Jamie Moyer is old (I’ll give you a second to wipe up the coffee undoubtably spilled onto your computer after reading this shocking fact). So old, in fact, that he is older than thirteen of the thirty current MLB teams, if relocated teams such as the Atlanta Braves are considered unique from their Milwaukee counterpart. So ancient, that his 25 year career is longer than the life of Wilin Rosario, who caught his record-setting win Tuesday. This performance, which came in the form of a seven-inning shutout gem against the woeful San Diego Padres, made Moyer the oldest starter, at 49 years and 150 days, to win a game of baseball. In a time when power pitchers and young flamethrowers, like Washington’s Stephen Strasburg, are lauded, Moyer and his sub-80 MPH fastball (he never got higher than 79 MPH on Tuesday, according to the Denver Post) are still effective enough to win. Tied for 35th all time in wins and just 32 away from the famed 300 club, it would be nice to think that he could stick around a few more years and break even more records. But looking at his current status, it’s hard to tell when his fairytale career will end.
Jamie Moyer made his professional debut for the Chicago Cubs in 1986, a win against Hall of Famer Steve Carlton and Moyer’s hometown team, the Phillies. His fastball velocity? Mid to low 80s. Not much has changed for the lefty in 25 years, staying healthy enough to never need arm surgery until the end of the 2010 season, when an elbow injury forced him into Tommy John surgery. When the words “physical rehab” are brought up about a person nearing their 50s, the mindset is bleak. But Old Man Moyer came back, bringing the same style, one which places more value on pitch location and control than velocity, along with some new gray hairs. Speaking on the procedure this pas spring, Moyer said,
“I believe I can do this…Now, after having the surgery, it’s kind of like proving something to myself. I have a new arm. It’s like when you buy something new. It’s that kind of feeling. I had a new arm.”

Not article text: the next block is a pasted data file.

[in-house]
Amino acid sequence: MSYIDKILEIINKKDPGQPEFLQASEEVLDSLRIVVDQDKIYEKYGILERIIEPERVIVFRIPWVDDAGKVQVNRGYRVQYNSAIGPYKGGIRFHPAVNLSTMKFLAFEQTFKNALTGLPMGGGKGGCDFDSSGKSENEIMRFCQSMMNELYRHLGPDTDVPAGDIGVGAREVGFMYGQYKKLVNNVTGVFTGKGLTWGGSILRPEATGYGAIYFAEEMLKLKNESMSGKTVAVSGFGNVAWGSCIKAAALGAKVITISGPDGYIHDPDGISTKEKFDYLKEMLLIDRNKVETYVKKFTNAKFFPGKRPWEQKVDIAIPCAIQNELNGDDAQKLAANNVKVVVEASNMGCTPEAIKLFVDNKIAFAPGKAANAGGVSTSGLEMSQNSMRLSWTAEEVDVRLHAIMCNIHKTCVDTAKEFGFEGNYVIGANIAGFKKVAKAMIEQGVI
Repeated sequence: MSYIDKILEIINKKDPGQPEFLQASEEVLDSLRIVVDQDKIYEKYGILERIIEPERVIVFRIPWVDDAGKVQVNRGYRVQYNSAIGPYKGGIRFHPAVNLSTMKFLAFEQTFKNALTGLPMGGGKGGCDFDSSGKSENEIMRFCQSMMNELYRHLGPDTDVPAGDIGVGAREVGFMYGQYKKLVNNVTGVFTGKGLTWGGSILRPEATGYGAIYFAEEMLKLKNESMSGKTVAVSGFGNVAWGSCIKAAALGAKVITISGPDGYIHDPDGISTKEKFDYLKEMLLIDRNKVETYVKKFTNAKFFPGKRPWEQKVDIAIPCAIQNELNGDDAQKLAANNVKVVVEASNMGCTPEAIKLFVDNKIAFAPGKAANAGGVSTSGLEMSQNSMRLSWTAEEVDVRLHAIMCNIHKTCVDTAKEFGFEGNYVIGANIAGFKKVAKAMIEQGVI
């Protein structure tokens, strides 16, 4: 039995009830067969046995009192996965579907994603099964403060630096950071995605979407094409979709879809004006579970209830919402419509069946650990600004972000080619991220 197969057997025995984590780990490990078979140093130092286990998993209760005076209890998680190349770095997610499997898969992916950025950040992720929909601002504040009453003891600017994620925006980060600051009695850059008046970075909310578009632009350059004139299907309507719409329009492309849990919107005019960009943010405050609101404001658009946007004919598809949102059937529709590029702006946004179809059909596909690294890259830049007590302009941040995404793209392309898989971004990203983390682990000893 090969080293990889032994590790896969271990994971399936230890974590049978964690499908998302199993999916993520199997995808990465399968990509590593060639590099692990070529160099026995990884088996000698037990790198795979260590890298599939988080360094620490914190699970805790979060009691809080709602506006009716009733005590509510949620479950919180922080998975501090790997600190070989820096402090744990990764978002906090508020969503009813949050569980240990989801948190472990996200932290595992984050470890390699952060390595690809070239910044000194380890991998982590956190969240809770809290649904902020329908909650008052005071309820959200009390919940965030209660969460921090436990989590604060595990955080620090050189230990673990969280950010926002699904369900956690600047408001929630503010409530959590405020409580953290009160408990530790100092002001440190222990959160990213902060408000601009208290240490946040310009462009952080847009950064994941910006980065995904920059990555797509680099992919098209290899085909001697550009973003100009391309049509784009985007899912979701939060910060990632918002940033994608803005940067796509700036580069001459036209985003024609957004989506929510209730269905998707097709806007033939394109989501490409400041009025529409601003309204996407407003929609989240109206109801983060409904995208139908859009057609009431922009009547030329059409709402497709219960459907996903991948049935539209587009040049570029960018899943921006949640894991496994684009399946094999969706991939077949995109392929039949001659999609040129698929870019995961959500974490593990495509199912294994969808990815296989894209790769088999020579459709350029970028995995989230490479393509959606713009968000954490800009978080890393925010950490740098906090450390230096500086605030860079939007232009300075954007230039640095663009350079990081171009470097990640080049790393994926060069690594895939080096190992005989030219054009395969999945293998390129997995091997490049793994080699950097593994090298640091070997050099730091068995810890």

A new arm. You don’t hear that much from many baseball players, especially those considered ancient compared to the rest of the league. So how much longer can he do it?
Like a fine wine, Moyer seems to be better aged. His ERA is almost 20 points better in his 40s (4.38) than in his 20s (4.56), and his control has come with experience. In every season since 2007, his walks per nine innings have gone down, and in 2010 he tied his career best with a minuscule 1.61 BB/9, good enough for fourth best in the MLB if he had pitched enough to qualify. Unlike other pitchers, who fade away as they lose velocity over the years, Moyer is unique because he has been consistent all his life. Still too early to judge if his 2.55 ERA is legit or a product of small sample size, there is hope considering his career ERA in the month of April is 4.37 (only May and August are historically worse for him). His control, at least so far in 2012, has been better than average, and his WHIP of 1.302 is almost identical to that of his career average, 1.316.
No one can pitch forever. Baseball legend Satchel Paige was 51 the year of his last “full” season in the Minor Leagues, when he went 10-10 with a 2.95 ERA for the Miami Marlins, ironically a Triple-A affiliate of the Philadelphia Phillies. When Phil Niekro pitched his last year at age 48, his 7-13 record and 6.30 ERA were less impressive than Paige and more telling of his age. Although, with a “new arm” and the same control and speed we’ve come to know and love from Old Man Moyer, his retirement may be brought on by a lack of league interest rather than a lack of skill. Moyer has shown time and again that he wants to make the playoffs more than anything, putting team success over personal accomplishment. At the end of his one-year contract with the Rockies, Moyer will likely want to be signed to a playoff contender. Unfortunately, you don’t see many serious playoff teams signing a pitcher who will soon have an AARP card to go along with his baseball card. If this happens, I can see Moyer signing on as a coach for a team that has a shot at the World Series rather than pitch for a club with no hope. But Moyer has already shocked us countless of times. Maybe he has one more miracle left in that rubber arm of his.
Today’s feature was prepared by Baseball Writer, Bryan Sheehan. You can follow Bryan on Twitter (@BaseballHipster), read his interviews with Phillies’ minor league prospects at PhightingOn.com, and catch him writing the occasional article for ThroughTheFenceBaseball.com. Tweet him about this article and give him a follow and he will follow you back!
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